ServiceStack v8.3!

We’ve got a couple of exciting features in this release opening ServiceStack up to new use-cases with the potential of changing the internal code-architecture of ServiceStack Apps, especially those benefiting from the value and simplicity of running SQLite on the Server.

Commands Feature

Much of ServiceStack has been focused on providing a productive API First Development experience around your System’s external APIs. Not much attention has been given to internal implementations of APIs as you can use anything that fulfils its service contract by returning the APIs populated Response DTO.

How code-bases are structured is largely a matter of developer preference, however we believe we can add value in this area with the new appealing managed Commands Feature .

Which is predominantly a pattern to structure an encapsulated unit of logic with the dependencies it require implementing the simple:

public interface IAsyncCommand<in T>
    Task ExecuteAsync(T request);

Here’s a simple example:

public class AddTodoCommand(ILogger<AddTodoCommand> log, IDbConnection db) 
    : IAsyncCommand<CreateTodo>
    public async Task ExecuteAsync(CreateTodo request)
        var newTodo = request.ConvertTo<Todo>();
        newTodo.Id = await db.InsertAsync(newTodo, selectIdentity:true);
        log.LogDebug("Created Todo {Id}: {Text}", newTodo.Id, newTodo.Text);

In addition to auto wiring all commands by default, it supports Auto Retry with the [Retry] attribute as well as an Admin UI which adds observability around commands including timings, exceptions and a rolling list of latest commands executed.

You can think of them like internal application blocks that Admin Users will also be able to execute from the Explore tab:

So they’re a good option for making internal functionality that you only want available to Admin users.

.NET 8 API Keys

As we continue to embrace and natively integrate with ASP.NET Core’s .NET 8 platform, we’ve reimplemented the last major feature missing from ServiceStack Auth - support for API Keys!

Redesigning API Keys

Building on our experience with API Keys in previous versions of ServiceStack, we’ve taken the opportunity to redesign how API Keys work to provide a more flexible and powerful way to manage access control for your APIs.

The existing API Key Auth Provider was implemented as another Auth Provider that provided another way to authenticate a single user. The consequences of this was:

  • Initial API Request was slow as it required going through the Authentication workflow to authenticate the user and setup authentication for that request
  • No support for fine-grained access control as API Keys had same access as the authenticated user
  • API Keys had to be associated with a User which was unnecessary for machine-to-machine communication

Given the primary use-case for API Keys is for machine-to-machine communication where the client isn’t a User, nor do they want systems using their API Keys to have access to their User Account, we’ve changed how API Keys work in .NET 8.

It also includes Admin UIs to manage non-user API Keys on the API Keys Menu:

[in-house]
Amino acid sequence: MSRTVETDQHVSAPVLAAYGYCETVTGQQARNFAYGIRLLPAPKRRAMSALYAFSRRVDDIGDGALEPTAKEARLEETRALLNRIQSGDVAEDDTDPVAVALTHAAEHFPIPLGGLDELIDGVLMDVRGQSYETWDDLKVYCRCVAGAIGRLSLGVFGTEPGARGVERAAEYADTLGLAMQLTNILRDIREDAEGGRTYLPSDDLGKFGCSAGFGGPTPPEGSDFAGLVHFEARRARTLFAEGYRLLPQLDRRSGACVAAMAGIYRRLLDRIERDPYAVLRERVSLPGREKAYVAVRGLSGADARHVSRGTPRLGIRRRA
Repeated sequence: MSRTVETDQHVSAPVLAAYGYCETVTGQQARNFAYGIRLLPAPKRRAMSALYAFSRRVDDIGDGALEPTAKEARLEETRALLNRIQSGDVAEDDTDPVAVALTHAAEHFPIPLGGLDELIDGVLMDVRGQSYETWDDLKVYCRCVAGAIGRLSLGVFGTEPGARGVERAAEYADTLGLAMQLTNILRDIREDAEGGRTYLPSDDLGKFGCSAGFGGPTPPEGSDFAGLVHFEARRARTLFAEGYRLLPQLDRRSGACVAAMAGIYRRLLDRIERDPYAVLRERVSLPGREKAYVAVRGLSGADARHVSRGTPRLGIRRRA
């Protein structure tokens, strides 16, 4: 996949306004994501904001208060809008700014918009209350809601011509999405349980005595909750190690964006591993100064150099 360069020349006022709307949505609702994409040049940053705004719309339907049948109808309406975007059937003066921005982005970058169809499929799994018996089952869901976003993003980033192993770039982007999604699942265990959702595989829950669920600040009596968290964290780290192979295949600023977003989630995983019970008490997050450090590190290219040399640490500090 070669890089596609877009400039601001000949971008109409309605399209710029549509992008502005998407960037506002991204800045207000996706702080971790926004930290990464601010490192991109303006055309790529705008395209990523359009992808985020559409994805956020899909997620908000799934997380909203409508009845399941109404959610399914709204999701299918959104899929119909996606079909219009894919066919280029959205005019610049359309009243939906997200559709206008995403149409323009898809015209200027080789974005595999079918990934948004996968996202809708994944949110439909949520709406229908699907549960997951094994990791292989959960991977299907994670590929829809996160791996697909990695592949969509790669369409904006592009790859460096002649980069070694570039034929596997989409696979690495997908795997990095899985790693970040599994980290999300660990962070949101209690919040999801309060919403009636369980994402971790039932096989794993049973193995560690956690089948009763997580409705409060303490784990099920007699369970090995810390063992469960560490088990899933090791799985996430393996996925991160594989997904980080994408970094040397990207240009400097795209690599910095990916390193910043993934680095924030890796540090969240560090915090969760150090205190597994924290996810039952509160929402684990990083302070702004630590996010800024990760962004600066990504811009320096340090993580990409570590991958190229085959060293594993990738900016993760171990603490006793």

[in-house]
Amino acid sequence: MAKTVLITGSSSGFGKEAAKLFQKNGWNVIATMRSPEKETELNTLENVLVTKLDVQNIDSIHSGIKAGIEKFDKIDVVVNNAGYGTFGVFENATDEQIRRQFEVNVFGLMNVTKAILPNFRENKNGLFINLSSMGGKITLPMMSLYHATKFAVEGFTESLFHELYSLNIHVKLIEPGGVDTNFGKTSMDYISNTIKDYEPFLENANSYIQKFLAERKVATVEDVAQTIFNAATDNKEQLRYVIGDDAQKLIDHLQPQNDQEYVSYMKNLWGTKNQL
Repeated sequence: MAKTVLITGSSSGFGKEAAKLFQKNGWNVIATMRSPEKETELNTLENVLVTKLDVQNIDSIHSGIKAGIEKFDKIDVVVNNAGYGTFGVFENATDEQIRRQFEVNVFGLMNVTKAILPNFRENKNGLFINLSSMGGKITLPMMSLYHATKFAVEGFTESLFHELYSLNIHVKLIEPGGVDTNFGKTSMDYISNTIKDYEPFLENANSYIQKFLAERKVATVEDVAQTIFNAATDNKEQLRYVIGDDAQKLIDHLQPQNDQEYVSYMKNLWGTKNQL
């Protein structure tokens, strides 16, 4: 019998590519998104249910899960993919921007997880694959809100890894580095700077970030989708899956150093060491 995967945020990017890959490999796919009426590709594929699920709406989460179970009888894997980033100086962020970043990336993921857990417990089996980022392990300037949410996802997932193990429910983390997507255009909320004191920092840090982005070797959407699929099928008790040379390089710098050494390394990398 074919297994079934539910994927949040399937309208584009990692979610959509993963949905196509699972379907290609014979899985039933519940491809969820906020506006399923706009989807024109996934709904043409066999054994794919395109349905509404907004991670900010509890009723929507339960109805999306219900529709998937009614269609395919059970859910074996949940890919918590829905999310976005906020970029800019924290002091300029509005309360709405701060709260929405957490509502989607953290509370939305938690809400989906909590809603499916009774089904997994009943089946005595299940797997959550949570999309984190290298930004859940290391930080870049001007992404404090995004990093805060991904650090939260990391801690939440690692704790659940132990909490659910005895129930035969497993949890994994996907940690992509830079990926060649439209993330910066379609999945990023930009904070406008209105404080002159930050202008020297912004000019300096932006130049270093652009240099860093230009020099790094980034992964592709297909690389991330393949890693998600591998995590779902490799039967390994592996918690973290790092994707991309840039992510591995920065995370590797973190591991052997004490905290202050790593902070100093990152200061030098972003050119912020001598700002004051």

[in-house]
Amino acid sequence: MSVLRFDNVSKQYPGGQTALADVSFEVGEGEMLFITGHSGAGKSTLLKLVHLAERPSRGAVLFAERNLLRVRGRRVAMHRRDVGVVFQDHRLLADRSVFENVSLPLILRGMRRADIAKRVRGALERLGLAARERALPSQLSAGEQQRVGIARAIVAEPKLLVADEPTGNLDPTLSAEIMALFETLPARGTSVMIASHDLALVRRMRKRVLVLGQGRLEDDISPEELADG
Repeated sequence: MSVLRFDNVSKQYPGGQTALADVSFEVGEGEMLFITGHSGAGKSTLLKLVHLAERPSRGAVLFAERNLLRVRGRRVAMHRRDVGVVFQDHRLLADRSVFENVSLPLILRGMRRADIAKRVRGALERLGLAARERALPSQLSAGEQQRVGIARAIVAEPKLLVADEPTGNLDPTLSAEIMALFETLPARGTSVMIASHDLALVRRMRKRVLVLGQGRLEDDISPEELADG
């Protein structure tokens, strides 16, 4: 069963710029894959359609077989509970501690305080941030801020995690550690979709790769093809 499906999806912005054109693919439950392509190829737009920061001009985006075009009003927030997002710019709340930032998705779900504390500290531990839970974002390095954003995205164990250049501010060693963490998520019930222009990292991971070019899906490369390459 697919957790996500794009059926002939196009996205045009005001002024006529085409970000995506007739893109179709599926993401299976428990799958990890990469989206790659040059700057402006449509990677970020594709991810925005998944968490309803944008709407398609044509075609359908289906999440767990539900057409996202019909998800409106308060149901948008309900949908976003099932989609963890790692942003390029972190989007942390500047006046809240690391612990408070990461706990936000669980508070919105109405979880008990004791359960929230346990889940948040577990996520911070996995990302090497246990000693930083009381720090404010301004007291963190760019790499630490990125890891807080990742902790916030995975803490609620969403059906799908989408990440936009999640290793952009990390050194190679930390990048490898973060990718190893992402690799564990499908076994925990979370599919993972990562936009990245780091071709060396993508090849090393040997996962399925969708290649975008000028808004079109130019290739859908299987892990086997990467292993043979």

As well as an Admin UI to manage User API Keys at the bottom of the Edit User Admin UI:

All .NET 8 Identity Auth Tailwind Templates also include a way for Users to create their own API Keys:

Simple Auth for .NET 8 Micro Services

With ServiceStack now fully integrated with ASP.NET Identity Auth, our latest .NET 8 Tailwind Templates offer a full-featured Auth Configuration complete with User Registration, Login, Password Recovery, Two Factory Auth, and more.

Whilst great for Web Applications that need it, it neglects the class of Apps which don’t need User Auth and the additional complexity it brings inc. Identity and Password Management, EF Migrations, Token Expirations, OAuth Integrations, etc.

With the introduction of API Keys in this release we’re able to provide a simpler Auth Story for .NET 8 Microservices that’s easy for Admin Users to manage and control which trusted clients and B2B Integrations can access their functionality.

Support for RHEL 9’s hardened cryptography policy

A consequence of RedHat Enterprise Linux 9’s hardened system-wide cryptographic policies is that it’s incompatible with ServiceStack’s current licensing which uses RSA encryption and SHA1 hashing algorithm to validate license keys.

Unfortunately this makes it no longer possible to use License Keys to run unrestricted ServiceStack Apps on default installs of RHEL 9 or any of its variants.

Generate License Key for RHEL 9+

Starting from this release you can regenerate a new License Key with a stronger SHA512 Hash Algorithm that’s compatible with RHEL 9’s default hardened cryptography policy by visiting:

With the new API-keys, which are no longer connected to a user (good idea), how do we secure APIs that are both to be reachable by users and API-keys alike?

public ResponseDTO Any(RequestDTO request) {
   // ...

I want both authenticated users, and authenticated non-users (using API key) to be allowed to call the service.

API Keys can still be associated with a User but they don’t have to be, and users can still create their own API Keys.

APIs can be validated to require an Authenticated user AND an API Key but not either, you’d need 2 separate APIs.

If an API is protected by an API Key don’t force them to have Authentication, even though it’s possible no one else does this.